There was a nice Q&A over on Metsblog with Mets’ hitting coach Dave Hudgens, who gave a little insight into what the Mets’ hitting philosophy is. Hudgens also spends a little time talking about Ike Davis and his recent woes, and seems pretty confident that he can turn things around.
Matt Cerrone highlights one quote in particular from Hudgens: “We want hitters to look for their strength, especially early in the count, from the first pitch to the fifth pitch, to the sixth pitch, when we’re in hitters counts we want to be aggressive on our pitch,” he said. “I mean, obviously, I’d rather see a double in the gap with two guys on than a walk. But, there’s sometimes during the game, David Wright‘s not going to get his pitch. I would rather him take the walk as opposed to swing at a marginal pitch and hit into a double play.”
I have one main concern with this quote—the player who qualified with the most pitches per plate appearance (P/PA), in 2013, was Mike Napoli, with 4.59. So nobody averaged five pitches per plate appearance last year. I was surprised to see that Eric Young Jr was the Mets’ player with the fourth-highest P/PA (minimum 100 games played). Young saw 3.74 pitches per plate appearance in 2013, which ranked him behind only Wright, Ike Davis, and Lucas Duda. I am starting to see why the Mets are enamored with him hitting leadoff—but he has to show me he can get on base more before I jump on board.
Here is my major issue with what Hudgens said—why is Hudgens talking about the fifth and sixth pitch in an at-bat? Simple math tells you that by the time a hitter see five or six pitches, they will have two strikes and naturally be more defensive, not aggressive. It’s impossible to get to the sixth pitch in a count without two strikes on the hitter.
Pitches seen and success varies greatly. Curtis Granderson saw just under four pitches per plate appearance in 2013 (3.99). Chris Young, Davis and Duda also averaged over four pitches per plate appearance. What do these four guys have in common? All four of them have a tendency to strike out.
The terms “discipline at the plate” and “patience at the plate” come up quite often when discussing hitters’ approaches at the plate—especially if you are a Mets fan. This notion that the organization is teaching their hitters to be more patient is a questionable one to say the least.
The two terms sound like they mean the same thing, but actually are quite different.
Patience refers to working a pitcher, seeing all his pitches, and waiting for the right pitch to jump on. The hitter basically is waiting for the pitcher to make a mistake. Some hitters excel using this strategy, while others flop. Patience naturally leads to a higher propensity to strike out, since you are taking at-bats into deep counts. The count itself is in the pitcher’s favor—three strikes versus four balls—which is more likely to occur?
You have to have an incredible amount of skill and mental toughness to hit using the strategy of patience. I would argue that this skill cannot even be taught. Being patient forces hitters to hit from behind in the count often, which also contributes to higher strikeout rates for patient hitters. So while patient hitters tend to pile up the walks, they also pile up the strikeouts. You either have what it takes to hit using this strategy, or you don’t.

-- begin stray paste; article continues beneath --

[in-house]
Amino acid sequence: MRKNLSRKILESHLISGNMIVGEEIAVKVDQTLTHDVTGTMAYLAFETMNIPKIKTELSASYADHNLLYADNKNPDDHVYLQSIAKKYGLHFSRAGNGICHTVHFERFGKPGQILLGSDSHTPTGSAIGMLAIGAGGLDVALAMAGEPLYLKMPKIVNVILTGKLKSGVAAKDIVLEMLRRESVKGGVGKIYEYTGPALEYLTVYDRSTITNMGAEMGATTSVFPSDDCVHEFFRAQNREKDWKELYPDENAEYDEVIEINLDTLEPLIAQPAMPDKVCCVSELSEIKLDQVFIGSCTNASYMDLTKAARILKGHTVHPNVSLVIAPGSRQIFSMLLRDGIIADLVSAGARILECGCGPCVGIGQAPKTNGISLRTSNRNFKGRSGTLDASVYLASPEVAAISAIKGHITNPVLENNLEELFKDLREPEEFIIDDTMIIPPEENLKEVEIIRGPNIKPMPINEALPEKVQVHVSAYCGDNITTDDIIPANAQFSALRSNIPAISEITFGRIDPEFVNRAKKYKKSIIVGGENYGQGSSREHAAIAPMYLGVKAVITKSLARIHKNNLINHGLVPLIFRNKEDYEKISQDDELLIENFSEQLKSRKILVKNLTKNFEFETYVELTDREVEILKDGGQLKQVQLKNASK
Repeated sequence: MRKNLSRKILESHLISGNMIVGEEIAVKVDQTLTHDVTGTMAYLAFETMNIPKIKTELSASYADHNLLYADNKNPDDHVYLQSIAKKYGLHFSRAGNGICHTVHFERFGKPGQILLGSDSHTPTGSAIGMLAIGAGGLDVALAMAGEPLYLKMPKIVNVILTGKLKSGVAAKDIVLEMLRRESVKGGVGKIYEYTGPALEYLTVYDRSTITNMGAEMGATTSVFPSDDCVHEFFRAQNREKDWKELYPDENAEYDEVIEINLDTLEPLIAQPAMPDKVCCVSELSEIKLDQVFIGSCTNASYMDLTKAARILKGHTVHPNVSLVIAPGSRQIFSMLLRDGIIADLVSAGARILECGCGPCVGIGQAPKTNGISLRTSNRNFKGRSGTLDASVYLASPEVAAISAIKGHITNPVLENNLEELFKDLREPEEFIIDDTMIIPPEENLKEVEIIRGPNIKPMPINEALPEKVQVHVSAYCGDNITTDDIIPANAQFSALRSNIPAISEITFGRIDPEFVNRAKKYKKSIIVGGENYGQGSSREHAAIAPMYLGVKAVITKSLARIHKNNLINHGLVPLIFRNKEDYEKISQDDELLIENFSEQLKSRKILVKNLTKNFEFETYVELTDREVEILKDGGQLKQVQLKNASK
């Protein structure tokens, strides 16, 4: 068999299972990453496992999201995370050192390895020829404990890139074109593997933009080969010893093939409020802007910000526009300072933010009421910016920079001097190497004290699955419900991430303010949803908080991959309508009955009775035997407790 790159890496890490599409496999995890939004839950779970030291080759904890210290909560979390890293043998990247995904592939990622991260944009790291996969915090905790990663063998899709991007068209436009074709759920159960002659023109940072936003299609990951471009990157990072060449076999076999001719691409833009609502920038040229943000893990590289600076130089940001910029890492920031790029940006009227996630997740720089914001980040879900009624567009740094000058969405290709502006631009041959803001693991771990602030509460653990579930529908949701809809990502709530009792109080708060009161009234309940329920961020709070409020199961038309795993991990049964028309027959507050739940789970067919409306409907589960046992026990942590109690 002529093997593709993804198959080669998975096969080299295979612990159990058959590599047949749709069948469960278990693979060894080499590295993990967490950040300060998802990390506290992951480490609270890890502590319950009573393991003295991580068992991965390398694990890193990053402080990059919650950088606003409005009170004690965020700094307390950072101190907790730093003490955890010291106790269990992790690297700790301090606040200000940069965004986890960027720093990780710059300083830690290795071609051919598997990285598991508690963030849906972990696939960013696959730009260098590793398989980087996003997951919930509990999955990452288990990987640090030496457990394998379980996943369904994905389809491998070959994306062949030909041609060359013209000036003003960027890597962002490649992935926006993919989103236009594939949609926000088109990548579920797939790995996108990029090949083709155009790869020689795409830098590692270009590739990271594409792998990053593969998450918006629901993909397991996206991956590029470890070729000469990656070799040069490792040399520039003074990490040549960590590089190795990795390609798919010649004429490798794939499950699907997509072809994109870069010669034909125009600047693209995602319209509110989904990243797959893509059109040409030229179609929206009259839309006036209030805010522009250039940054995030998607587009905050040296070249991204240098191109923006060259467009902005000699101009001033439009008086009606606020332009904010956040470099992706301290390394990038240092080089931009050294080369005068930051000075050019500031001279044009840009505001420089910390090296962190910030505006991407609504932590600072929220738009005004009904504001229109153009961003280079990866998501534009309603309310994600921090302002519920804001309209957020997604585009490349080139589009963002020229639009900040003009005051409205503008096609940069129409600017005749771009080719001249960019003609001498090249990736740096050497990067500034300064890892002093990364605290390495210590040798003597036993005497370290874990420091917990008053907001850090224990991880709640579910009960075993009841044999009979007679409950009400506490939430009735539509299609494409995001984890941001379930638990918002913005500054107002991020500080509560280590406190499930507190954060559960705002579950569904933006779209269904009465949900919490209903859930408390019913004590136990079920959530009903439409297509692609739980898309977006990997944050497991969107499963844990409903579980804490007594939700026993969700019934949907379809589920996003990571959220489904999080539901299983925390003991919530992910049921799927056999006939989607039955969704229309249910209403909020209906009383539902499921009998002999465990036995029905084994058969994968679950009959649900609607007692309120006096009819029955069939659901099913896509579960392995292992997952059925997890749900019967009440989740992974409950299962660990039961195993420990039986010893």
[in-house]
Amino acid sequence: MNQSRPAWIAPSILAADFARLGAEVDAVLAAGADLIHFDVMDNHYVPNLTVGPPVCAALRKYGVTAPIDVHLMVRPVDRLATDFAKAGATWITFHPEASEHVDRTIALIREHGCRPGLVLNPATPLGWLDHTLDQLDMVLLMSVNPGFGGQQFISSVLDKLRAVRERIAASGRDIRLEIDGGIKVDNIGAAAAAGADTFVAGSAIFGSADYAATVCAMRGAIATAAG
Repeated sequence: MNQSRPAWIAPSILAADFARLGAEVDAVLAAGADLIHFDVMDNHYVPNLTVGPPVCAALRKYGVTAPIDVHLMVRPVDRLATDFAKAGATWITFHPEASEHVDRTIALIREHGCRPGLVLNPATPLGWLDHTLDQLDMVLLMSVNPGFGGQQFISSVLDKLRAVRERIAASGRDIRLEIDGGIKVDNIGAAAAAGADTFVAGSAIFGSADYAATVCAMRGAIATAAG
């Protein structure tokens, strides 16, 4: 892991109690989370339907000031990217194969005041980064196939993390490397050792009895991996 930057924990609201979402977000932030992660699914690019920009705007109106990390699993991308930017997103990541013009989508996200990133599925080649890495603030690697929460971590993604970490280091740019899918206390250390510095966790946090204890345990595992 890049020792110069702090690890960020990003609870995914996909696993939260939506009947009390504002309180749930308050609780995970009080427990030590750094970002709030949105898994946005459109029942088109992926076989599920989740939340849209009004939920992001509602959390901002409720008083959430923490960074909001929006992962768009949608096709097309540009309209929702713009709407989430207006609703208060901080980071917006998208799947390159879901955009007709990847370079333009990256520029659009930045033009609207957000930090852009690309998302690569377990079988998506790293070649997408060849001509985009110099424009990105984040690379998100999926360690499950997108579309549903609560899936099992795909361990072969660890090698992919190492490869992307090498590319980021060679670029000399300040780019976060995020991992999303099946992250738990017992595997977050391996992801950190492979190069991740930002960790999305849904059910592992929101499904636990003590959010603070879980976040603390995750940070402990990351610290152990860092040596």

Patience should be reserved for top-of-the-order hitters. The batting lineup is designed the way it is for a reason and is technically a division of labor. The top two hitters’ jobs are to work the pitchers and get on base. The middle-of-the-order hitters’ jobs are to drive in the top-of-the-order guys. The tail end of the lineup is generally reserved for defensive minded players, so not much is expected.
You cannot force your 3-4-5 hitter to be patient at the plate. Patience is not a strategy that can be forced on every player and that is why speed is not the only determining factor for guys hitting at the top of the order. Those middle-order hitters should show good plate discipline, but not be patient.
Discipline at the plate is the ability of the hitter to lay off pitches that are close, only swinging at pitches in the strike zone. This can be taught to hitters, and as they gain more experience at the plate, their plate discipline will improve. Of course, as with everything else, some hitters are better than others in this area.
So which is better to have, strike-zone discipline or patience at the plate?
The answer is that it depends on what slot in the batting order the hitter is in. For my one and two hitters, I would prefer them to be more patient. I want them to get on base as much as possible, see as many pitches as possible so the heart of my order gets a good look at what the pitcher is bringing. This also gets the pitcher tired. We know being patient comes with a higher propensity to strike out, but it’s a necessary evil.
The rest of the guys in the batting order should have good plate discipline. This means that they aren’t swinging at pitches out of the strike-zone, and not giving away at-bats.
The Mets were tied for third in the major leagues with strike outs in 2013—1384 total. That number was good for one in every four at-bats. The Mets also had the sixth-lowest OBP in baseball last season (.306). They gave away a ton of at-bats.
One could argue that the Mets are being overly patient, which is not attributing to the team getting on base more, or scoring more runs. They should focus on being more disciplined, which means not chasing balls out of the zone, and not patience, which has attributed to higher strike out rates and lower on base percentage.